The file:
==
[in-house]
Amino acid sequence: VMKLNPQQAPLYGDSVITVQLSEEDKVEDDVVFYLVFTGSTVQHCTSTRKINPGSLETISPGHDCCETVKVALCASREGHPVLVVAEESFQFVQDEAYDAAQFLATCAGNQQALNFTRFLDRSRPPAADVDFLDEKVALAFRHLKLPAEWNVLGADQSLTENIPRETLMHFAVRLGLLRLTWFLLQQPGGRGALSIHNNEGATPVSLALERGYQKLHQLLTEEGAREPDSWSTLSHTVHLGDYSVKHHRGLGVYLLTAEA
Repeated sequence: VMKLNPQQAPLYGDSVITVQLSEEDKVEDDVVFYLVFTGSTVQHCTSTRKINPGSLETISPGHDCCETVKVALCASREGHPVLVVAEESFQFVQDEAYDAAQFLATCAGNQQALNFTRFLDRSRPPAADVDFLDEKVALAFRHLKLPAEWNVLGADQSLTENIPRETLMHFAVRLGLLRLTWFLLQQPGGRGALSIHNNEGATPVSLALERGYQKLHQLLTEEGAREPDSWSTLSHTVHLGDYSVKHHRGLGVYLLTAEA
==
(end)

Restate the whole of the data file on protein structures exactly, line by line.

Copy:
[in-house]
Amino acid sequence: VMKLNPQQAPLYGDSVITVQLSEEDKVEDDVVFYLVFTGSTVQHCTSTRKINPGSLETISPGHDCCETVKVALCASREGHPVLVVAEESFQFVQDEAYDAAQFLATCAGNQQALNFTRFLDRSRPPAADVDFLDEKVALAFRHLKLPAEWNVLGADQSLTENIPRETLMHFAVRLGLLRLTWFLLQQPGGRGALSIHNNEGATPVSLALERGYQKLHQLLTEEGAREPDSWSTLSHTVHLGDYSVKHHRGLGVYLLTAEA
Repeated sequence: VMKLNPQQAPLYGDSVITVQLSEEDKVEDDVVFYLVFTGSTVQHCTSTRKINPGSLETISPGHDCCETVKVALCASREGHPVLVVAEESFQFVQDEAYDAAQFLATCAGNQQALNFTRFLDRSRPPAADVDFLDEKVALAFRHLKLPAEWNVLGADQSLTENIPRETLMHFAVRLGLLRLTWFLLQQPGGRGALSIHNNEGATPVSLALERGYQKLHQLLTEEGAREPDSWSTLSHTVHLGDYSVKHHRGLGVYLLTAEA